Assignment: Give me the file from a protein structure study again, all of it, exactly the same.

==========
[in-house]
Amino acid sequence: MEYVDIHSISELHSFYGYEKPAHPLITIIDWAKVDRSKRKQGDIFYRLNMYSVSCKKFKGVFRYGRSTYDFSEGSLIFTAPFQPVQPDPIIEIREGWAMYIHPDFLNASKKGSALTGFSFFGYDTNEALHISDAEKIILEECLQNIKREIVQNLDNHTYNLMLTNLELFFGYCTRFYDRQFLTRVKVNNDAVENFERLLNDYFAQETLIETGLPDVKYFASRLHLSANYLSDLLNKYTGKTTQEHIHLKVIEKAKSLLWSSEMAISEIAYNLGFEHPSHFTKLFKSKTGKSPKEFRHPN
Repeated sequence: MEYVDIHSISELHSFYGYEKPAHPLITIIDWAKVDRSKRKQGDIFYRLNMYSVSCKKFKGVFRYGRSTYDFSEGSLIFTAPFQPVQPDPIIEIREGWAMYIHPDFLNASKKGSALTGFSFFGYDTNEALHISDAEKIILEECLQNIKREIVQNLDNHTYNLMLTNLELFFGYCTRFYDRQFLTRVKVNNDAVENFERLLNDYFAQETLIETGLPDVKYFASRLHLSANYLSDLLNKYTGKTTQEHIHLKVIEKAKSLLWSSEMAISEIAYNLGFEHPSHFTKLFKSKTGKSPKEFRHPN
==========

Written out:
[in-house]
Amino acid sequence: MEYVDIHSISELHSFYGYEKPAHPLITIIDWAKVDRSKRKQGDIFYRLNMYSVSCKKFKGVFRYGRSTYDFSEGSLIFTAPFQPVQPDPIIEIREGWAMYIHPDFLNASKKGSALTGFSFFGYDTNEALHISDAEKIILEECLQNIKREIVQNLDNHTYNLMLTNLELFFGYCTRFYDRQFLTRVKVNNDAVENFERLLNDYFAQETLIETGLPDVKYFASRLHLSANYLSDLLNKYTGKTTQEHIHLKVIEKAKSLLWSSEMAISEIAYNLGFEHPSHFTKLFKSKTGKSPKEFRHPN
Repeated sequence: MEYVDIHSISELHSFYGYEKPAHPLITIIDWAKVDRSKRKQGDIFYRLNMYSVSCKKFKGVFRYGRSTYDFSEGSLIFTAPFQPVQPDPIIEIREGWAMYIHPDFLNASKKGSALTGFSFFGYDTNEALHISDAEKIILEECLQNIKREIVQNLDNHTYNLMLTNLELFFGYCTRFYDRQFLTRVKVNNDAVENFERLLNDYFAQETLIETGLPDVKYFASRLHLSANYLSDLLNKYTGKTTQEHIHLKVIEKAKSLLWSSEMAISEIAYNLGFEHPSHFTKLFKSKTGKSPKEFRHPN